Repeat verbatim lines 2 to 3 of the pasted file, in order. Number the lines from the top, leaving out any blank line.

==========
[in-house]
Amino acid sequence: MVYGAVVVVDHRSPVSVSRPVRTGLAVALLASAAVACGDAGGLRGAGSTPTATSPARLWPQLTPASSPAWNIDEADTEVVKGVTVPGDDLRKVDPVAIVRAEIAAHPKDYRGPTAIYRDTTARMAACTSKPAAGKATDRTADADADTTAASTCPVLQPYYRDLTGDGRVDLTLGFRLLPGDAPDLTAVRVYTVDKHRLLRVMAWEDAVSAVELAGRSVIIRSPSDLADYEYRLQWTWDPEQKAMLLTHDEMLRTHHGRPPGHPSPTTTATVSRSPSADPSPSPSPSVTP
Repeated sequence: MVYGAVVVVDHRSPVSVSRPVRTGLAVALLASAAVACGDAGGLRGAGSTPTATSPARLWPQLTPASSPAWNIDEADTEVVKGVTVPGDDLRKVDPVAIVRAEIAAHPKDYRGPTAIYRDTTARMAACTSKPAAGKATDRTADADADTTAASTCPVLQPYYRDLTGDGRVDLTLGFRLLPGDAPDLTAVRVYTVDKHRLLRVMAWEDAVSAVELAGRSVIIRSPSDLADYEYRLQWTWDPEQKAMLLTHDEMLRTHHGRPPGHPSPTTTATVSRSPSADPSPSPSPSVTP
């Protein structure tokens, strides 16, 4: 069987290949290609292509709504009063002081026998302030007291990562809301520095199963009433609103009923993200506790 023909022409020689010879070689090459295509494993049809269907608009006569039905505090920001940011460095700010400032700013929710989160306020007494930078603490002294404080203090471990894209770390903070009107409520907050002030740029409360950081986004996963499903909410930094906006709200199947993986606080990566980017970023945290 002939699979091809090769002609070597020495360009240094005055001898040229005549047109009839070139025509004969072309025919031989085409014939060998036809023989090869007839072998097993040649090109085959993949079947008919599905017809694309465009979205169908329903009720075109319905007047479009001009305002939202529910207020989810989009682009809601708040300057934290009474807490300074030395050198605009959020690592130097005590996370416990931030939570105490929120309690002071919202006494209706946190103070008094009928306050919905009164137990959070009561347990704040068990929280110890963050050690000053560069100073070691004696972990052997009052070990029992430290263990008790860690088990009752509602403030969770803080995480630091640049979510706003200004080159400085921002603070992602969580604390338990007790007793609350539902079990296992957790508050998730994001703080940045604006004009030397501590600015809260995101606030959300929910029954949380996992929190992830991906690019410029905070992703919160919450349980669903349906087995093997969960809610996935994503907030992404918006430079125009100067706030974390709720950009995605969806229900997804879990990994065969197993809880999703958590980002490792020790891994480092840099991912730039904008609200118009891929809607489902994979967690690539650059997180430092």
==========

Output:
Amino acid sequence: MVYGAVVVVDHRSPVSVSRPVRTGLAVALLASAAVACGDAGGLRGAGSTPTATSPARLWPQLTPASSPAWNIDEADTEVVKGVTVPGDDLRKVDPVAIVRAEIAAHPKDYRGPTAIYRDTTARMAACTSKPAAGKATDRTADADADTTAASTCPVLQPYYRDLTGDGRVDLTLGFRLLPGDAPDLTAVRVYTVDKHRLLRVMAWEDAVSAVELAGRSVIIRSPSDLADYEYRLQWTWDPEQKAMLLTHDEMLRTHHGRPPGHPSPTTTATVSRSPSADPSPSPSPSVTP
Repeated sequence: MVYGAVVVVDHRSPVSVSRPVRTGLAVALLASAAVACGDAGGLRGAGSTPTATSPARLWPQLTPASSPAWNIDEADTEVVKGVTVPGDDLRKVDPVAIVRAEIAAHPKDYRGPTAIYRDTTARMAACTSKPAAGKATDRTADADADTTAASTCPVLQPYYRDLTGDGRVDLTLGFRLLPGDAPDLTAVRVYTVDKHRLLRVMAWEDAVSAVELAGRSVIIRSPSDLADYEYRLQWTWDPEQKAMLLTHDEMLRTHHGRPPGHPSPTTTATVSRSPSADPSPSPSPSVTP